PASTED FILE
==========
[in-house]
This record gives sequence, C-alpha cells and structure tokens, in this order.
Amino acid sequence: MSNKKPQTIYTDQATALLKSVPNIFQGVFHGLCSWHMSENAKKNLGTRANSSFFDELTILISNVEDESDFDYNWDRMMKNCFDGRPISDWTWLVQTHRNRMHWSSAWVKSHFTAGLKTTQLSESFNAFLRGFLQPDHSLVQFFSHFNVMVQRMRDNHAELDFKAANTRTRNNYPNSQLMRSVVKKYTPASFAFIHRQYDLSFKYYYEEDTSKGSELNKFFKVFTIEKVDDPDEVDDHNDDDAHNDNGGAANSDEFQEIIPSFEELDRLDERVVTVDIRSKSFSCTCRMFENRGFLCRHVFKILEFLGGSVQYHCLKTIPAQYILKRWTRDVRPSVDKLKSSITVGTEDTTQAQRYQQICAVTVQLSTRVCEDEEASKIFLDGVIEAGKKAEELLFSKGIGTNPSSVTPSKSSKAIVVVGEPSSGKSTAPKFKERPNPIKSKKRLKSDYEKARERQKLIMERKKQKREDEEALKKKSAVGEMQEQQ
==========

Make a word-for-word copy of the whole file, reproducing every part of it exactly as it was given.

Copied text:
[in-house]
This record gives sequence, C-alpha cells and structure tokens, in this order.
Amino acid sequence: MSNKKPQTIYTDQATALLKSVPNIFQGVFHGLCSWHMSENAKKNLGTRANSSFFDELTILISNVEDESDFDYNWDRMMKNCFDGRPISDWTWLVQTHRNRMHWSSAWVKSHFTAGLKTTQLSESFNAFLRGFLQPDHSLVQFFSHFNVMVQRMRDNHAELDFKAANTRTRNNYPNSQLMRSVVKKYTPASFAFIHRQYDLSFKYYYEEDTSKGSELNKFFKVFTIEKVDDPDEVDDHNDDDAHNDNGGAANSDEFQEIIPSFEELDRLDERVVTVDIRSKSFSCTCRMFENRGFLCRHVFKILEFLGGSVQYHCLKTIPAQYILKRWTRDVRPSVDKLKSSITVGTEDTTQAQRYQQICAVTVQLSTRVCEDEEASKIFLDGVIEAGKKAEELLFSKGIGTNPSSVTPSKSSKAIVVVGEPSSGKSTAPKFKERPNPIKSKKRLKSDYEKARERQKLIMERKKQKREDEEALKKKSAVGEMQEQQ